You Cannot Mess This Up
Amy Weinland Daughters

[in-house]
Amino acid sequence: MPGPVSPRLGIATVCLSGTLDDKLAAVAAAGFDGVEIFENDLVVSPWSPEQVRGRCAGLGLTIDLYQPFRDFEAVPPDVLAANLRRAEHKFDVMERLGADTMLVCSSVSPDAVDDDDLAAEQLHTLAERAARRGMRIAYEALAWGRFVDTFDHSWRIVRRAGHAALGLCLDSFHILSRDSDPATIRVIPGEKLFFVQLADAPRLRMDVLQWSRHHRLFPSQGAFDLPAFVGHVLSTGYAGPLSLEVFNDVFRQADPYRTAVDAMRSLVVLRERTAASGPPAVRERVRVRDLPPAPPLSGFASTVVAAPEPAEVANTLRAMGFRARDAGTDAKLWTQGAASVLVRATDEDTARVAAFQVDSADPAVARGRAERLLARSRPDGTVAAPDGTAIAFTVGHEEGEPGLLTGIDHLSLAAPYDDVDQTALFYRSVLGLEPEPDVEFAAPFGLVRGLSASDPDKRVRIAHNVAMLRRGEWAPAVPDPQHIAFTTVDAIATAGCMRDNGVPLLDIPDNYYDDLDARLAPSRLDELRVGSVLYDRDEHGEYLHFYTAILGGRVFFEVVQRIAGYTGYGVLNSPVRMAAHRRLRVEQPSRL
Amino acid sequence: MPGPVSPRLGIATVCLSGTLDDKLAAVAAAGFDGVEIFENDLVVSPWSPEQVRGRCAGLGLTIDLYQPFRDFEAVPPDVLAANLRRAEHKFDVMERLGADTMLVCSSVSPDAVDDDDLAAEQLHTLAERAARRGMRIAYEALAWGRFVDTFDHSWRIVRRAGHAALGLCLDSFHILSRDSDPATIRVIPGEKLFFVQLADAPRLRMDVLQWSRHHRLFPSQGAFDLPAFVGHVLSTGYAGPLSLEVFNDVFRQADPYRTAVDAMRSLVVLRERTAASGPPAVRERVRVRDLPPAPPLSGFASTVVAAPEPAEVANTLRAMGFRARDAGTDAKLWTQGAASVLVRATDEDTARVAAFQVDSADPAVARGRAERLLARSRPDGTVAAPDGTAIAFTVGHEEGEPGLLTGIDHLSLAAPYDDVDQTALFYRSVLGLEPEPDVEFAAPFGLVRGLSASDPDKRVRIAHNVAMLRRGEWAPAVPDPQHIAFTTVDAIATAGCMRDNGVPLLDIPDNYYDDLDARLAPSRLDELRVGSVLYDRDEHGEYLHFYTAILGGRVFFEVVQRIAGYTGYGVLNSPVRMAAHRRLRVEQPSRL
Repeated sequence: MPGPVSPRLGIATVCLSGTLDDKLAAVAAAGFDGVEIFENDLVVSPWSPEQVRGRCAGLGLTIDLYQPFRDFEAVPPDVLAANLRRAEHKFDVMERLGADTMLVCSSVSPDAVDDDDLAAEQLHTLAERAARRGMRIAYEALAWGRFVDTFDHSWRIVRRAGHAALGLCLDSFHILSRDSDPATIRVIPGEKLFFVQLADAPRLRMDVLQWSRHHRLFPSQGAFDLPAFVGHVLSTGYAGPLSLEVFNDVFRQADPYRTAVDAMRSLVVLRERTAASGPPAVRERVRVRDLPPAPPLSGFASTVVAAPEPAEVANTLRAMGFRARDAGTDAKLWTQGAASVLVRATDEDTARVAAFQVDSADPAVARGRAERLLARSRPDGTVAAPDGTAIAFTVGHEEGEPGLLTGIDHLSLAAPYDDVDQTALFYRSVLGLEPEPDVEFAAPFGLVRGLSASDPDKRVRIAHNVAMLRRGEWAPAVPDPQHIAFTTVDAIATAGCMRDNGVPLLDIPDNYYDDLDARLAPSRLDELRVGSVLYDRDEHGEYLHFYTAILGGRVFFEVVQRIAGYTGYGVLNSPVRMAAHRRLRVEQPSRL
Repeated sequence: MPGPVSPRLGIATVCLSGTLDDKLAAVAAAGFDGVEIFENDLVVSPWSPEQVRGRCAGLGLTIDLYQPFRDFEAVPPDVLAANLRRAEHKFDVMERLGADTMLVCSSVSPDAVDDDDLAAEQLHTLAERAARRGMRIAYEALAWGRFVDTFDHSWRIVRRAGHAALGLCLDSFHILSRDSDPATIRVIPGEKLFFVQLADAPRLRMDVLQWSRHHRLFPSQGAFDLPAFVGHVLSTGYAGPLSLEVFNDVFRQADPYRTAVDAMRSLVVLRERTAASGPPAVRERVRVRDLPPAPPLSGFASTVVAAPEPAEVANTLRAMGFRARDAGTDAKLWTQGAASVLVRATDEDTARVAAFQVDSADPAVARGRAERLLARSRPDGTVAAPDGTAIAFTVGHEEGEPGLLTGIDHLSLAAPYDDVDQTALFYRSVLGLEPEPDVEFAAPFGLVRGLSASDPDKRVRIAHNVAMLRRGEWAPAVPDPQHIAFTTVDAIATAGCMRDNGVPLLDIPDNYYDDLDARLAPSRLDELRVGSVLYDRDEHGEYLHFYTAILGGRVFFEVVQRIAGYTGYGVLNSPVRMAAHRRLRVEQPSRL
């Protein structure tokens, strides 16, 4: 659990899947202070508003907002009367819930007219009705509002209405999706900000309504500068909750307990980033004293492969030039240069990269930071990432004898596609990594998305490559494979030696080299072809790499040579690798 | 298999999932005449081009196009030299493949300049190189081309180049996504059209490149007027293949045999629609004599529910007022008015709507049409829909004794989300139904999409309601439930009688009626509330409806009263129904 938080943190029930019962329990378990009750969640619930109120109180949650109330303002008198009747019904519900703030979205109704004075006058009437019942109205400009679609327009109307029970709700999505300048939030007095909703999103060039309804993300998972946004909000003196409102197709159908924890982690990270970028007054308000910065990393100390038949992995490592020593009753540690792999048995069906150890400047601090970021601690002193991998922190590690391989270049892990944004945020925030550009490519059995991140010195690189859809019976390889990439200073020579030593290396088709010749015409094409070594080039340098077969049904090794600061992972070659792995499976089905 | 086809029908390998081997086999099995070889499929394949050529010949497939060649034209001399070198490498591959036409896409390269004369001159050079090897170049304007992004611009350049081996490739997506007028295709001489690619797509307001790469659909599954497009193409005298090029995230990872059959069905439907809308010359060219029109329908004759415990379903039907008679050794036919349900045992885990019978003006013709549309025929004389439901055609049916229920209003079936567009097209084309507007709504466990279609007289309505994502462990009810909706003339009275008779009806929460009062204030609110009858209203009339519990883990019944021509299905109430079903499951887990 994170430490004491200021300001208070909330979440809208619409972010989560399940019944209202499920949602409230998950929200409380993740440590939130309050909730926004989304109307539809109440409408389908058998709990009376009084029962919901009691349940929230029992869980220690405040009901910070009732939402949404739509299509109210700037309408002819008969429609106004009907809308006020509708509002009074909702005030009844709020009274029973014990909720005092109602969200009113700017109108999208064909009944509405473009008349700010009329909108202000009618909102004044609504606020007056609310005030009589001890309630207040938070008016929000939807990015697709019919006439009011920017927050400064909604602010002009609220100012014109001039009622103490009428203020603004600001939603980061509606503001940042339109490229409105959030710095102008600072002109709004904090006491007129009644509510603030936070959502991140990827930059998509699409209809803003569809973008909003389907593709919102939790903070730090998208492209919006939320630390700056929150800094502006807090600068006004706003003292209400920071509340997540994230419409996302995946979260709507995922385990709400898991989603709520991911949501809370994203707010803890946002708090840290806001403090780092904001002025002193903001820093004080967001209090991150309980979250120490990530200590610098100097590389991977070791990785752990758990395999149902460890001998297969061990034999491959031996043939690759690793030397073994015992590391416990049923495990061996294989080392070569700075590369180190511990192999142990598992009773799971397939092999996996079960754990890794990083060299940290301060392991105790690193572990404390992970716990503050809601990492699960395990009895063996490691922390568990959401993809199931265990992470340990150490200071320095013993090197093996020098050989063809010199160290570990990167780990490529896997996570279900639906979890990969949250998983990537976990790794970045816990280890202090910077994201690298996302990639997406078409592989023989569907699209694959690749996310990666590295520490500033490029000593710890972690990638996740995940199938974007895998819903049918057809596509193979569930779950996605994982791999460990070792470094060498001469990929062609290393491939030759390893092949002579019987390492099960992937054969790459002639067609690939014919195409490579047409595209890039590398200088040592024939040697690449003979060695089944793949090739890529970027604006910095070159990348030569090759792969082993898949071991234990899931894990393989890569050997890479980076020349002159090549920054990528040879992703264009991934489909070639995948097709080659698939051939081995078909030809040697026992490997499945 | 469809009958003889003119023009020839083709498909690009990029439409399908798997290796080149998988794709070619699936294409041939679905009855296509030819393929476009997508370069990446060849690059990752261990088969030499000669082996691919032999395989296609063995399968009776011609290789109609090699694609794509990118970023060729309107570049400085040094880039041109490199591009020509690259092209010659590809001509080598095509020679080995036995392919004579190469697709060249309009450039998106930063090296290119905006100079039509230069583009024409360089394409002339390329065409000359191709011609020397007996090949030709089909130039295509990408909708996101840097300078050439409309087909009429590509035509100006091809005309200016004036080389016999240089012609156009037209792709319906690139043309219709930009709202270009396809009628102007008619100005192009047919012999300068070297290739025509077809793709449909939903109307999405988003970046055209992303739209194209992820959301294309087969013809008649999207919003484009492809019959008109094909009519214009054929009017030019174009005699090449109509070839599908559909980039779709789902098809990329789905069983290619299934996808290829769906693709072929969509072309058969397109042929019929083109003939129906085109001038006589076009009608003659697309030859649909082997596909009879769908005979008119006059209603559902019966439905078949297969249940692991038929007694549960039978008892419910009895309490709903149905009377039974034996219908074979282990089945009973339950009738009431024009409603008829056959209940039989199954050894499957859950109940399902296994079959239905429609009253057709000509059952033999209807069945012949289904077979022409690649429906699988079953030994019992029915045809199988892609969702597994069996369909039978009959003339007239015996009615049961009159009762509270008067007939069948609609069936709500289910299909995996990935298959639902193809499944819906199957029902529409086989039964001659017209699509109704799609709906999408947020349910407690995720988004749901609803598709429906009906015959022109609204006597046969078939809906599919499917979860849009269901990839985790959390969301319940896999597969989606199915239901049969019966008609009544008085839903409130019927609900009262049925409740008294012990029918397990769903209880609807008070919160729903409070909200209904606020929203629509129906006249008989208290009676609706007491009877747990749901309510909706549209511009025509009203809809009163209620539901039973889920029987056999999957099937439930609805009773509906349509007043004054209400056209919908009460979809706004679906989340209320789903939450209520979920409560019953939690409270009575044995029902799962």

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It's 2014 and Amy Daughters is a forty-six-year old stay-at-home mom living in Dayton, Ohio. She returns to her hometown of Houston over the Thanksgiving holiday to discuss her parents’ estate—and finds herself hurled back in time. Suddenly, it’s 1978, and she is forced to spend thirty-six hours in her childhood home with her nuclear family, including her ten-year old self. Over the next day and a half she reconsiders every feeling she’s ever had, discusses current events with dead people, gets overserved at a party with her parents’ friends, and is treated to lunch at the Bonanza Sirloin Pit. Besides noticing that everyone is smoking cigarettes, she’s still jealous of her sister, and there is a serious lack of tampons in the house, Amy also begins to appreciate that memories are malleable, wholly dependent on who is doing the remembering. In viewing her parents as peers and her siblings as detached children, she redefines her difficult relationships with her family members and, ultimately, realizes that her life story matters and is profoundly significant—not so much to everyone else, perhaps, but certainly to her. Amy’s guide said her trip back in time wouldn’t change anything in the future, but by the time her thirty-six hours are up, she’s convinced that she’ll never be the same again.